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Culture

A Democratic Upsurge: Wars of Civil Unrest

Rodney Richards | Jun 10, 2015

PART 2 IN SERIES Is an End to Human Suffering in Sight?

The views expressed in our content reflect individual perspectives and do not represent the official views of the Baha'i Faith.

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Rodney Richards | Jun 10, 2015

PART 2 IN SERIES Is an End to Human Suffering in Sight?

The views expressed in our content reflect individual perspectives and do not represent the official views of the Baha'i Faith.

During the past two decades, the world’s peoples have both propagated and experienced groundswells of civil unrest for a multitude of reasons.

Cairo, Egypt - February 25, 2011

Cairo, Egypt – February 25, 2011

One reason stands out: civil disobedience used to overthrow corrupt and evil leaders and governments that suppress human rights. This kind of civil unrest—with names like the Arab Spring—attempts to install democracy where autocracy or theocracy has long ruled. In the process, lives are being lost in defense of human rights, and lives are being lost trying to suppress them. These battles are being fought internally, inside national borders, with the goal of establishing democratic republics. Many of those battles have already resulted, and many more will likely result, in the implementation of the model of democratic federalism that the Baha’i teachings so strongly recommend:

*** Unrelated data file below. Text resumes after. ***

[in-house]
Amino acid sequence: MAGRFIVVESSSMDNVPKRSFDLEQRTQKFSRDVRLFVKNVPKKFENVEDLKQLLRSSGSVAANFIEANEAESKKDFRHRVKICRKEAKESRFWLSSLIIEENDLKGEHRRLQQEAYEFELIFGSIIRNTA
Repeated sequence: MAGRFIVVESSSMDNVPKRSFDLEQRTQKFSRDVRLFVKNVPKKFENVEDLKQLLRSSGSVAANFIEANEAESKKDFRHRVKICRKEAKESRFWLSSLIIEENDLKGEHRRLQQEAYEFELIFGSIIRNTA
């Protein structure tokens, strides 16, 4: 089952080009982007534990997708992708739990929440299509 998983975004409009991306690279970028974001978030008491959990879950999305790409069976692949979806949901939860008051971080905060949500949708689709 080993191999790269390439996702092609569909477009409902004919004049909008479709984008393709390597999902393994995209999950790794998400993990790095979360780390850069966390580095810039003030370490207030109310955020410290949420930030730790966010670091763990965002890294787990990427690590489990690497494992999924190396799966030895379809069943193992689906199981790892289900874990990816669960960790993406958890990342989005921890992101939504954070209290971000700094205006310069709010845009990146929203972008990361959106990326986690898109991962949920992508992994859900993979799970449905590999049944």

You can best serve your country, was Abdu’l-Baha’s rejoinder to a high official in the service of the federal government of the United States of America, who had questioned Him as to the best manner in which he could promote the interests of his government and people, if you strive, in your capacity as a citizen of the world, to assist in the eventual application of the principle of federalism underlying the government of your own country to the relationships now existing between the peoples and nations of the world. – Shoghi Effendi, The World Order of Baha’u’llah, p. 37.